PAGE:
SAN DIEGO (AP) — Prosecutors began presenting evidence Thursday to a judge who will decide whether a man should face trial on charges of opening fire in a Southern California synagogue on the last day of Passover, killing a woman and injuring three other people.

John T. Earnest, 20, entered court in blue jail garb and sat next to his public defender, showing no facial expressions as he looked at the first witness.

Dr. Steven Campman, the San Diego County chief deputy medical examiner, testified about the autopsy of Lori Gilbert-Kaye, 60, who was struck and killed by two shots from a rifle.

The preliminary hearing is expected to last up to two days. Among evidence, prosecutors have a recording of Earnest's call to an emergency dispatcher and his online posts.

Earnest has pleaded not guilty to murder, attempted murder and an unrelated arson charge at a mosque. The murder charge, classified as a hate crime, would make him eligible for the death penalty if convicted, but prosecutors have not said what punishment they will seek.

The San Diego college student called 911 as he sped away from the Chabad of Poway synagogue on April 27, saying, "I just shot up a synagogue," according to an affidavit filed in a separate case against him in federal court. He told the dispatcher he thought he killed some people and that he did it "because Jewish people are destroying the white race."

Earnest told the dispatcher where he was, that he would surrender to authorities and leave his semi-automatic rifle in the car. Police arrested him without a struggle.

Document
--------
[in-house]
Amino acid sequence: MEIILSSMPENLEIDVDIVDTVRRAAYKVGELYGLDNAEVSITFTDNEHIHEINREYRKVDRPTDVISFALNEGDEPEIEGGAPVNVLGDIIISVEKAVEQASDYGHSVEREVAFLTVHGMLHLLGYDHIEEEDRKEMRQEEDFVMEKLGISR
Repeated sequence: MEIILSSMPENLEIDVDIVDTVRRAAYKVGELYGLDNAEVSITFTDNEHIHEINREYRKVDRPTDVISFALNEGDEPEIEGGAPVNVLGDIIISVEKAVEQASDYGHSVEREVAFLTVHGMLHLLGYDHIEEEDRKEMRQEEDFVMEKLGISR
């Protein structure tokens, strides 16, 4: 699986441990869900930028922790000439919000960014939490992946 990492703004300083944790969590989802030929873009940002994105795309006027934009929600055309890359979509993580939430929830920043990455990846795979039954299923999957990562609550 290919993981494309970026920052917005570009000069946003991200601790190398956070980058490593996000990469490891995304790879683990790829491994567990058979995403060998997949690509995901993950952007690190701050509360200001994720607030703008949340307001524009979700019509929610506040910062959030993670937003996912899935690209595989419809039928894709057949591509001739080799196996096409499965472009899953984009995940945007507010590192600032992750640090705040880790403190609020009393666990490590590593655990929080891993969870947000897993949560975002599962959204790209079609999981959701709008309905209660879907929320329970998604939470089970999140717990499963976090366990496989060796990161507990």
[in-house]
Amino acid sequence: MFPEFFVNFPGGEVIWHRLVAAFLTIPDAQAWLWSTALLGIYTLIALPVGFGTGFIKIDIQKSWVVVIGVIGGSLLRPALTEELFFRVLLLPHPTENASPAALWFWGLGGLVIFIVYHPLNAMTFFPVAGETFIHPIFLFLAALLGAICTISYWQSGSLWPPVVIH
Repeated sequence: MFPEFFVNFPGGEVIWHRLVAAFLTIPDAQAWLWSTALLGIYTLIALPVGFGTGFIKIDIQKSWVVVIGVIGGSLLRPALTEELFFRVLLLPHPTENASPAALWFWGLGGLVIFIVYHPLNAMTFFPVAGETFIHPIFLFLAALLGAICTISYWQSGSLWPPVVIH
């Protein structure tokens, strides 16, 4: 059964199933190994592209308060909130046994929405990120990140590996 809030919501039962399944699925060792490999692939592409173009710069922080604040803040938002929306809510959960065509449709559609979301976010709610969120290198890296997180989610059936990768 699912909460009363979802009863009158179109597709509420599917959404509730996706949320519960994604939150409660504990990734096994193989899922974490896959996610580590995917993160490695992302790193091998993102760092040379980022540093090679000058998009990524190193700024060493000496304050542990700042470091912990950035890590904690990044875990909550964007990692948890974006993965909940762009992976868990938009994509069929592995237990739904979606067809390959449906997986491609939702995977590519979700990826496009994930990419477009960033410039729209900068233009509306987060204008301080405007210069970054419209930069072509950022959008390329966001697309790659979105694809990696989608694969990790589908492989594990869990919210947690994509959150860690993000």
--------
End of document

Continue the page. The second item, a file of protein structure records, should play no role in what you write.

Earnest had tried weeks earlier to burn down a mosque in Escondido, where seven people on a spiritual retreat were sleeping, according to the affidavit. They awoke to flames and managed to extinguish the fire.

Outside the mosque, the suspect had allegedly scrawled the name of the man accused of carrying out shootings at two mosques in New Zealand that killed 51 people earlier this year.

In online postings, Earnest said he was inspired by the New Zealand attack and one last fall at a synagogue in Pittsburgh and boasted about how "easy" it is to burn down or shoot up a mosque, synagogue, immigration center, or "traitorous" politicians, according to court documents.

Authorities said Earnest frequented dark corners of the web that often post extremist, racist and violent views. In one posting, he said, "As an individual, I can only kill so many Jews."

Search warrants unsealed in July indicated Earnest was inspired by the New Zealand attacks.

On March 19, four days after that massacre, Earnest sent a text message to a person, whose name was redacted from the documents, complaining none of the links to the livestream video of the massacre were working and said of the suspect's online screeds, "I've only read a little but so far he's spot on with everything."

The day before the synagogue shooting, Earnest bought a Smith & Wesson AR-15 rifle from a San Diego gun shop, according to federal charges. Officials have said he bought the gun legally.

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